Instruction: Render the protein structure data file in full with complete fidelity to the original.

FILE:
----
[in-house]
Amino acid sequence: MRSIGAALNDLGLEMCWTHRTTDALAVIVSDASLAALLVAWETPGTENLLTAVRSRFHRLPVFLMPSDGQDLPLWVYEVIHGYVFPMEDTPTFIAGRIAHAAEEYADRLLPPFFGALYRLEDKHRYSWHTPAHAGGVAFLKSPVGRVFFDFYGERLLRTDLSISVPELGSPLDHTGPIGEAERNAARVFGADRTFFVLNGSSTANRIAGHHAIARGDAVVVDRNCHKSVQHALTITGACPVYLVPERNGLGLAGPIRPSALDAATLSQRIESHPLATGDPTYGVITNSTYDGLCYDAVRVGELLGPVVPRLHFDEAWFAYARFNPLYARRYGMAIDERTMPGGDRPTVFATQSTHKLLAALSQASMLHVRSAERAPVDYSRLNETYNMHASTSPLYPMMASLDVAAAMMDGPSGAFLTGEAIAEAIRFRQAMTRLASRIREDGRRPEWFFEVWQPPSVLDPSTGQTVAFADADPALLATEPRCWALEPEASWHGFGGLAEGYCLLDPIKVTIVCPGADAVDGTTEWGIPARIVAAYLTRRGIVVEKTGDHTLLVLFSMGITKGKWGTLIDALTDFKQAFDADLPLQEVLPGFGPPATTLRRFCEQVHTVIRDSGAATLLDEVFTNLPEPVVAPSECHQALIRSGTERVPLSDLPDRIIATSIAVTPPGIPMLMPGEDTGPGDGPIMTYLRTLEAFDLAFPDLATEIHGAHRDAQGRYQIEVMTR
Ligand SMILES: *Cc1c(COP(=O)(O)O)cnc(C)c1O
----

[in-house]
Amino acid sequence: MRSIGAALNDLGLEMCWTHRTTDALAVIVSDASLAALLVAWETPGTENLLTAVRSRFHRLPVFLMPSDGQDLPLWVYEVIHGYVFPMEDTPTFIAGRIAHAAEEYADRLLPPFFGALYRLEDKHRYSWHTPAHAGGVAFLKSPVGRVFFDFYGERLLRTDLSISVPELGSPLDHTGPIGEAERNAARVFGADRTFFVLNGSSTANRIAGHHAIARGDAVVVDRNCHKSVQHALTITGACPVYLVPERNGLGLAGPIRPSALDAATLSQRIESHPLATGDPTYGVITNSTYDGLCYDAVRVGELLGPVVPRLHFDEAWFAYARFNPLYARRYGMAIDERTMPGGDRPTVFATQSTHKLLAALSQASMLHVRSAERAPVDYSRLNETYNMHASTSPLYPMMASLDVAAAMMDGPSGAFLTGEAIAEAIRFRQAMTRLASRIREDGRRPEWFFEVWQPPSVLDPSTGQTVAFADADPALLATEPRCWALEPEASWHGFGGLAEGYCLLDPIKVTIVCPGADAVDGTTEWGIPARIVAAYLTRRGIVVEKTGDHTLLVLFSMGITKGKWGTLIDALTDFKQAFDADLPLQEVLPGFGPPATTLRRFCEQVHTVIRDSGAATLLDEVFTNLPEPVVAPSECHQALIRSGTERVPLSDLPDRIIATSIAVTPPGIPMLMPGEDTGPGDGPIMTYLRTLEAFDLAFPDLATEIHGAHRDAQGRYQIEVMTR
Ligand SMILES: *Cc1c(COP(=O)(O)O)cnc(C)c1O